Wednesday, February 01, 2006

Just remember-- this is what Republicans are all about.

The White House and Republicans may have backed off of President Bush's promise to cut mideast oil imports (hat tip to Dorsano for that) just the day after he made it (why did he say it, then?) but they made good on one of his priorities: Today the House passed a budget bill that includes cuts in medicaid and student loans. The vote on passage was 216-214 (funny how Republicans always manage to pass this kind of stuff by just the margin they need, while a few of their more vulnerable members get to vote against it.)

Of course, this makes a lot of sense since cuts in other sources of government funding for universities have resulted in sharply higher tuition. Apparently the intent of these Republicans really is to create a plutocracy-- make a four year college degree (which is required for most leadership positions) the exclusive purview of the wealthy. Sure there are scholarships, but the number of scholarships available is far less than the number of students who are accepted at American universities and colleges every year. The net effect will be to lock out middle class families if they don't have a genius or a basketball star in the home.

An analysis of the December 18 budget reconciliation agreement is linked to here. The reason for the re-vote (this is the same bill that was passed on Dec. 19) is because of technical differences between the House and Senate bills (nothing substantive however.) According to the analysis, which I blogged originally on Dec. 19 on CRFA (same bill, so I am revisiting the analysis I made then)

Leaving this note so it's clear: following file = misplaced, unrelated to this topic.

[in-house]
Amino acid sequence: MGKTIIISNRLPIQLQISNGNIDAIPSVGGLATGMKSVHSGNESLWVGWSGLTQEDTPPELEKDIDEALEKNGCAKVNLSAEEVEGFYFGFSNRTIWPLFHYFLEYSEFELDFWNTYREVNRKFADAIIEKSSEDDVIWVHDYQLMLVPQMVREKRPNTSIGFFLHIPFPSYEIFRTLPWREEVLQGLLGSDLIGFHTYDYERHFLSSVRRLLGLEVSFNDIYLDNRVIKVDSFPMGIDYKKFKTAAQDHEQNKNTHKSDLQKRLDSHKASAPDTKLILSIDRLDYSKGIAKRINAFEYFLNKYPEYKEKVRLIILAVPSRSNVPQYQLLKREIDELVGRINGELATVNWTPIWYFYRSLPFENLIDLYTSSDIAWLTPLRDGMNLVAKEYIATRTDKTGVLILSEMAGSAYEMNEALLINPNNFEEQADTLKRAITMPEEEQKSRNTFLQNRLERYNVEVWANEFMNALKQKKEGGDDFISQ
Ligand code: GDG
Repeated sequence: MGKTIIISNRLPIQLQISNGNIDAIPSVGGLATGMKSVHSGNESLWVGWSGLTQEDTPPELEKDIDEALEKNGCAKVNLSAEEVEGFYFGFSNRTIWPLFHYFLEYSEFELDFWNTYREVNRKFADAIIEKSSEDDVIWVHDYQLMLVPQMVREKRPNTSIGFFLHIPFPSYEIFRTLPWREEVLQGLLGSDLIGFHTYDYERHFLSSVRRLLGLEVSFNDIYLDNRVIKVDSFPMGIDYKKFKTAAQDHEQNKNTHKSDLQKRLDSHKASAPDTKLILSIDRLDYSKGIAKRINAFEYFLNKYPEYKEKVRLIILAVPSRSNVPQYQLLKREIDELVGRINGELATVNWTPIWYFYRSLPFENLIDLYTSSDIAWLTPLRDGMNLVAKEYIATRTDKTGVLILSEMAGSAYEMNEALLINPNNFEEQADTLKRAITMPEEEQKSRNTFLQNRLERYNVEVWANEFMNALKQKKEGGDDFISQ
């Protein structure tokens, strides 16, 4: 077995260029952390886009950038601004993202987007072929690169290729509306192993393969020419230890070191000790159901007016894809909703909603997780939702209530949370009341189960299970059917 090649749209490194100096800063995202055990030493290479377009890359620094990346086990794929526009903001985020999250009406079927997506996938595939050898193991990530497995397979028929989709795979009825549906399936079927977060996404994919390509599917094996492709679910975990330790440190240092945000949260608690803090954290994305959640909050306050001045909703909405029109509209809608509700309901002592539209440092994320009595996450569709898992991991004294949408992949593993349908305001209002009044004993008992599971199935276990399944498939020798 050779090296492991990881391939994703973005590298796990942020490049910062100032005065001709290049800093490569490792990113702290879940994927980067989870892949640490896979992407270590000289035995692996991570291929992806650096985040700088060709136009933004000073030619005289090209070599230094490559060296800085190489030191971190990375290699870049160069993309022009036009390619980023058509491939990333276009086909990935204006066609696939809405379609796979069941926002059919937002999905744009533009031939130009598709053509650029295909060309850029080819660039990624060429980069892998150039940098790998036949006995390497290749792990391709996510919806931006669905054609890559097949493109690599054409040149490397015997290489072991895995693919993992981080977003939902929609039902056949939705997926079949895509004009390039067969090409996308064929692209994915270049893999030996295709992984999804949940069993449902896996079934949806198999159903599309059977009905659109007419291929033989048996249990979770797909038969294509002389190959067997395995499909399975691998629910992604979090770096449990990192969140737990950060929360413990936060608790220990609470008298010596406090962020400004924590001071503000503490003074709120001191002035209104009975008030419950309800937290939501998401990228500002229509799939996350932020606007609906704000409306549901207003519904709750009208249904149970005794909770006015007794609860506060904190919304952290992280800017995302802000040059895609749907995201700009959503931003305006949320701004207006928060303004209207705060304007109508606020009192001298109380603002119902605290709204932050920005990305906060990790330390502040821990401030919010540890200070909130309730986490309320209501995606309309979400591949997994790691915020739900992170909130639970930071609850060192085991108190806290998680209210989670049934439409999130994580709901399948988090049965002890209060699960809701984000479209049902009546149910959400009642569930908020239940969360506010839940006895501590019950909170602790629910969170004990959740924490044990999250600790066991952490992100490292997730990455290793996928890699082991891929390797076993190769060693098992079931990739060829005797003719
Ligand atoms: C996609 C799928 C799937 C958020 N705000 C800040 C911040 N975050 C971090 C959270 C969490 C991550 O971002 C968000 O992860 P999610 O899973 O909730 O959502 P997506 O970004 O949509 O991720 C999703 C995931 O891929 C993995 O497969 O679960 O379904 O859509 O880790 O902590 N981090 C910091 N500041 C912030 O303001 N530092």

Cuts in Medicaid will require higher co-payments and lower benefits to poor people on the program. Now, I realize that everyone in America, even if they have insurance, are now seeing higher co-payments and lower benefits. And in that context, it is worth noting that the 'managed care' plans we have now ARE the Republican answer to the Democratic proposal for Universal Heathcare in 1994. However, the failure of the GOP model should not mean that we will now penalize the poorest of Americans, in one of the few programs where people CAN avoid having to worry about changing their doctor or being turned away for healthcare due to lack of coverage.